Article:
Developer: Bread Machine
Publisher: Bread Machine
Platform: Nintendo Switch (Reviewed), PC
Release Date: August 7, 2018
Disclaimer: A code for the game was provided by the developer for review purposes.
Slam Land easily draws inspiration from games that have come before it. NBA Jam and Super Smash Bros. seem like they were at the core of Slam Land‘s development. Aerial dodges, zooming cameras, and combat-centric platforming are a familiar experience for anyone that has played Super Smash Bros. You’ll also recognize over-the-top dunkin’ and even an “on fire” animation once you’ve slammed consecutive times.
At face value, all of the aforementioned descriptions of Slam Land would make it out to be everything that I’d want to play in a game. You’ve got a fun, arcade-style party game where you slam your friends into a giant wormlike creature. Or, you grab a hold of a peanut and watch the point counter increase while you hold onto it. All of these mini-games accompany a charismatic and vivid aesthetic that is nothing short of impressive. However, when you stand back and look at the overall product that is Slam Land, there isn’t much else to really marvel at.
There are four main modes in Slam Land: Slam Tour, Horse, Peanut, and Trash. Horse mimics a traditional game of Horse, having you collect letters H-O-R-S-E one at a time in order to spell out the word “HORSE.” During Peanut, you’ll grab onto the peanut in a hot-potato style mode, where the potential score increases the longer you hold onto it or it bounces around the stage. Trash is a game where small piles of trash appear as you attempt to stack them up and slam them in. The more you stack, the higher the point value you can gain from them. And finally, the Slam Tour brings all of these game modes together where you compete for a running total that beats out your opponents’ scores.
There’s a certain precision that comes along with games like Super Smash Bros. Hitboxes for characters have been refined time and time again. Mid-air grabs, dodges, and jumps are all part of your moveset outside of combat. Slam Land features similarities when platforming and grabbing opponents, but it does so with far less finesse and precision.
When in the air you can push the R button to dodge. On the ground, pushing it will do a roll in order to move past opponents. The Y button grabs (which is like a lunging grab) while the B button jumps. Grabbing an opponent mid-air allows you to either toss them towards an open basket or dunk them. I found the control scheme for this mildly frustrating because the button combinations do not mesh well. Slamming starts to feel remotely comfortable after a few times through, but it lacks the feeling of fluidity and fun of just jumping, grabbing and slamming with a cumbersome arrow that must be directed at your destination.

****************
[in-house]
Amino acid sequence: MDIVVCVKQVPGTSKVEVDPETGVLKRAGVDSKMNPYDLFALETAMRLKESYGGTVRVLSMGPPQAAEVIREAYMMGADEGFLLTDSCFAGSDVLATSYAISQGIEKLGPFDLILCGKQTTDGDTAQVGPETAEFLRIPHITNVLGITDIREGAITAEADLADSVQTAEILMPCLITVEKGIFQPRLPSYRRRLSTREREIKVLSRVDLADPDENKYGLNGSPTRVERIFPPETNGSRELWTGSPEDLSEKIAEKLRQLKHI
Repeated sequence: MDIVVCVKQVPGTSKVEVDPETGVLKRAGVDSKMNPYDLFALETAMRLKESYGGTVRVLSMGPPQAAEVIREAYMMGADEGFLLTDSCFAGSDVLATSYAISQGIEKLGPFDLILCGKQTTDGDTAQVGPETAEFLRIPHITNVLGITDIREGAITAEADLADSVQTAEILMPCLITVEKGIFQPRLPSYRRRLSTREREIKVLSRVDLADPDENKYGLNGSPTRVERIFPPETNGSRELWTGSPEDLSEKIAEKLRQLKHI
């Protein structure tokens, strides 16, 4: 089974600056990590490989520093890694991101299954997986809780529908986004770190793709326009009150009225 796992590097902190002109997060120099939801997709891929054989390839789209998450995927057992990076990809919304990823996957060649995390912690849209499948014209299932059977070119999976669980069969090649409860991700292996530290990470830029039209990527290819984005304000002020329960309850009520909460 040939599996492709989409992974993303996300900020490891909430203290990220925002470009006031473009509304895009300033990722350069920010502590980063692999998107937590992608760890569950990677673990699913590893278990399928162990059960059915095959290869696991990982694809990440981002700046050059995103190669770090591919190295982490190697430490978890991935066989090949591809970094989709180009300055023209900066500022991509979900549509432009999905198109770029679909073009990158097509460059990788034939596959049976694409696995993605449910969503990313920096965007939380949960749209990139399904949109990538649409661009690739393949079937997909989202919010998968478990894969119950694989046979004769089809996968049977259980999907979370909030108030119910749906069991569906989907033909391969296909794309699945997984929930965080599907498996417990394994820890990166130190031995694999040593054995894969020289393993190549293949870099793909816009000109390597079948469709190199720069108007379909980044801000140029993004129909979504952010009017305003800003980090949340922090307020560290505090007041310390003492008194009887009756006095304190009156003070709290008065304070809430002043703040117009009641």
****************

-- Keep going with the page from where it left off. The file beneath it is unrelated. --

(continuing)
When you’ve played through these modes, you can always increase the difficulty level of the AI. Matches start to become more hectic and stressful as the difficulty is cranked up. Well… when the AI isn’t endlessly running into walls. This happened on more than a few occasions, just as I was starting to make a run for first place. The AI Toober character was just running endlessly into a platform. This happened multiple times in different matches. Other times, the AI just simply stood still and didn’t move. This happened during a game of Trash. This allowed me to grab as many trash piles as I could and slam them in. This took every bit of fun out of the match, leaving me to simply quit and come back to the game at a later time.
There is something special in Slam Land‘s visual design and unique art style. The character models are original, quirky, and fun to look at. The overall concept of the game is something that seems like it would be a lot of fun, especially from the genres and games that it seems to draw inspiration from.
The controls often left me wanting more in terms of precision. Prior to the game’s release, the trailers that featured gameplay made it seem more akin to something like NBA Jam. Slam Land lacks the precision and mechanics to make it stand out as a game that progresses the genre.
When you take a step back and look at the bigger picture, Slam Land is a local-only party game with a genuinely likable art style and a great concept. The audio is bouncy, fun, and accompanies the game’s overall feel. Other than that, it really doesn’t have much else going for it.
A console gamer gone rogue. Collector of retro games, pun and dad joke enthusiast. My spotify playlists are out of control. Rocket League anyone?